Brahmastra makes it big at the box office but is there any profit?
It might have ended the box office drought which has seen three blockbusters flop over the past two months but will the producers and distributors of Brahmastra make any money?
The film, made by Dharma Productions, is Bollywood’s most expensive, costing Rs 410 crore. The country’s largest movie theatre chain, PVR, is elated. It saw average occupancy rates hit 80 per cent at the weekend across 650 screens (compared to around 30 per cent in July-August).
“We have garnered gross box office (includes all taxes) collections of Rs 37.5 crore over the weekend. It will be among the top three performers at PVR in the post-covid era and is a crucial film for PVR and the industry,” said PVR’s chief of business planning and strategy, Kamal Gianchandani.
Dharma Production head Karan Johar declared on Twitter that the movie has achieved worldwide gross box office collections of Rs 75 crore on the first day. The net collection will be far lower at an estimated Rs 35 crore.
Film trade analysts say they expect Brahmastra to hit a net collection of Rs 100 crore, after making around Rs 75 crore in the first two days from 5000 screens.
Trade analyst Komal Nahata said the tide was finally turning. “With average occupancy of 50 per cent for the movie across the country, we expect it to reach at least net box office collections of Rs 250 crore, with a good chance to even make it to Rs 300 crore.”
However, many in the industry question whether even this projected box office collection will be enough for the movie to cover its costs and make a profit.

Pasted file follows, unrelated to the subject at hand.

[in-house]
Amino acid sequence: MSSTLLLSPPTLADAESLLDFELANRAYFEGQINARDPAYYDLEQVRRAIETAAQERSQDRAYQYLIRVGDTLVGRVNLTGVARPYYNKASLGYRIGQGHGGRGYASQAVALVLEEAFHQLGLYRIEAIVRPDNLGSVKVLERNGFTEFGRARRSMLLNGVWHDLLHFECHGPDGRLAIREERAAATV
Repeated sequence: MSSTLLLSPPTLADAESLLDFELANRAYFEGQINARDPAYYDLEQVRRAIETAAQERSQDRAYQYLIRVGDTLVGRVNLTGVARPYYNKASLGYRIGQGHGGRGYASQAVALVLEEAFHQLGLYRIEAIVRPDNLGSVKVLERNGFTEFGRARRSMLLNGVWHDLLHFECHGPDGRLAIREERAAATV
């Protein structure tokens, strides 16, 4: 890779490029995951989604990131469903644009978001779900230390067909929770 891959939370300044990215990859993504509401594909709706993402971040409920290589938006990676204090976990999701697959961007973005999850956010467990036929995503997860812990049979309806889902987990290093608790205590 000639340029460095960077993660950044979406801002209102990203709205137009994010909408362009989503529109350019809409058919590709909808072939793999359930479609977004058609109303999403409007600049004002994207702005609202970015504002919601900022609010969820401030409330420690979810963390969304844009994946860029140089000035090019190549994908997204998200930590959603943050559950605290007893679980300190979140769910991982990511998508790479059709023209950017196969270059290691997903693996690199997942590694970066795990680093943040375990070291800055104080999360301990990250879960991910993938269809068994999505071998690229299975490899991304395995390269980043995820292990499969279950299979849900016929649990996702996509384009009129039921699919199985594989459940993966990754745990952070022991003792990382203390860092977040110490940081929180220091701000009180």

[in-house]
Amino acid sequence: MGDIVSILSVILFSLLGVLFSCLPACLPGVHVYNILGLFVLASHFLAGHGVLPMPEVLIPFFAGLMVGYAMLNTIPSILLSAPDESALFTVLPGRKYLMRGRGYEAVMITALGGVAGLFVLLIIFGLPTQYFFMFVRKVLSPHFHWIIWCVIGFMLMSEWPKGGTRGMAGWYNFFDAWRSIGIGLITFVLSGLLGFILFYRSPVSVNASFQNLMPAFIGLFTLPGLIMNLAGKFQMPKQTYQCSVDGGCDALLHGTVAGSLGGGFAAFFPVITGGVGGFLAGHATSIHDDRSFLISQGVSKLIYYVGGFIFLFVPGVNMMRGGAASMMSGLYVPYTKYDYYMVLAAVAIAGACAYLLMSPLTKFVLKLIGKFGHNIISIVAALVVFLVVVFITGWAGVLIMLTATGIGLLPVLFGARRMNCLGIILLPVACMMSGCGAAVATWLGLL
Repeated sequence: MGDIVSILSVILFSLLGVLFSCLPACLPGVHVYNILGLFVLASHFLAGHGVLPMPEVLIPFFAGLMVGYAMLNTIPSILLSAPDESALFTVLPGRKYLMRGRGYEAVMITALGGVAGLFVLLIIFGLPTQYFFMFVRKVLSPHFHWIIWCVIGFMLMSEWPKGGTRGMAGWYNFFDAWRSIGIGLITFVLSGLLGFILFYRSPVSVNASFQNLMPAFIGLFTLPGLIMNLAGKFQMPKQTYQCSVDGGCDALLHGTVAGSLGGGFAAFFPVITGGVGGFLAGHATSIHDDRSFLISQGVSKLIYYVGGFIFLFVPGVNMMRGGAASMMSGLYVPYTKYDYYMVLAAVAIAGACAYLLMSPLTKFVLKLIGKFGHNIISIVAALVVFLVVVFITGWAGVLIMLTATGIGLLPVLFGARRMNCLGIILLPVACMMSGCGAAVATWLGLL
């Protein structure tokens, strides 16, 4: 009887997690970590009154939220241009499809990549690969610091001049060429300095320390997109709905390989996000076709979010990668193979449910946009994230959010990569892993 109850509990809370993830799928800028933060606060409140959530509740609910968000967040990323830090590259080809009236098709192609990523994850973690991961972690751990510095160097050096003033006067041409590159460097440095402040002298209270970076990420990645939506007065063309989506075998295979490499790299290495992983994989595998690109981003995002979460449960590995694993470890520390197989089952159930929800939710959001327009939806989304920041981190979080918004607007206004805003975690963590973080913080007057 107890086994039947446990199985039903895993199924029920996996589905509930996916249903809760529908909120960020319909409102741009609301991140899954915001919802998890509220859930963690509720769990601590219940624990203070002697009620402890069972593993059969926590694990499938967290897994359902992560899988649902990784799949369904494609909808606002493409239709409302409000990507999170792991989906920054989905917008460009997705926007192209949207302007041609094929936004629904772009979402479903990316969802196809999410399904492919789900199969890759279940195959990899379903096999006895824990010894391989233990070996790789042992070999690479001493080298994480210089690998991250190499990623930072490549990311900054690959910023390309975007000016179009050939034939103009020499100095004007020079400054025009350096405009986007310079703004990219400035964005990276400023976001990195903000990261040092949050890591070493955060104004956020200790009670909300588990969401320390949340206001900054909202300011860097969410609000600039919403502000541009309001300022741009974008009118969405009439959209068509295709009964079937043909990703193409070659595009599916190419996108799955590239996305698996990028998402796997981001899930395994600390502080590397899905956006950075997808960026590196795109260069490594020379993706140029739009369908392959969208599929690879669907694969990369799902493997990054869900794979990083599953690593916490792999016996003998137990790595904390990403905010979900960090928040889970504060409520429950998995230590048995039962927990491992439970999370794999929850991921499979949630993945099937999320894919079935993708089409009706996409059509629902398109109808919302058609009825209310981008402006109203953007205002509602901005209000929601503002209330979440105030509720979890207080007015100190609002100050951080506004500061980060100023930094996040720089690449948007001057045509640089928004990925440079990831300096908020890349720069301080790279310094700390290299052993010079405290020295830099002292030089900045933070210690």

For one, the cost does not include the interest that has to be paid out by virtue of the fact that the film has been in the making for many years. Some estimate the interest could take the cost of the film to over Rs 500 crore.
But irrespective of the interest bill, even if net box office collections hit Rs 300 crore, the producers and distributors (Star Studios and Walt Disney Studios Motion Pictures) will get only a 45 per cent share, ie around Rs 135 crore, as the rest will go to the exhibitors.
“Even at Rs 410 crore, they have to make another Rs 275 crore to break even from OTT, satellite rights, music, and overseas income. It seems a tough task,” said a top production house executive.
Trade analysts say the OTT rights are believed to have been sold to Disney+Hotstar at Rs 150 crore so even that leaves a substantial gap.
For perspective, though, the first weekend numbers of Bhramastra have to be compared favourably to the flops in July and August of Ranbir Kapoor’s Shamshera, Aamir Khan’s Lal Singh Chadha, and Akshay Kumar’s Raksha Bandhan which collectively garnered less than Rs 180 crore on a budget of Rs 490 crore.
In terms of first day opening, Bhramasta is among the top ten list but it is still far smaller than the Rs 53.95 crore first day opening of KGF2 in 2022 (only Hindi).
The film’s success has also not set the markets on fire. PVR saw its share price fall by 5.24 per cent to Rs 1,833 on Friday, the day of the release. But trade analysts say to link the two is unfair.
The Brahmastra business reality
The movie set to hit Rs 100 crore net box office collections in the first weekend.
Occupancy rates in theatres have hit 50 per cent with PVRs at 80 per cent.
Best first day opening in 2022 but trails KGF2.
Most expensive Hindi film at Rs 410 crore. Some say that with interest costs it will be far higher.
Even at net box office collections of Rs 300 crore, it will struggle to break even because it shares 55 per cent of box office collections with exhibitors.
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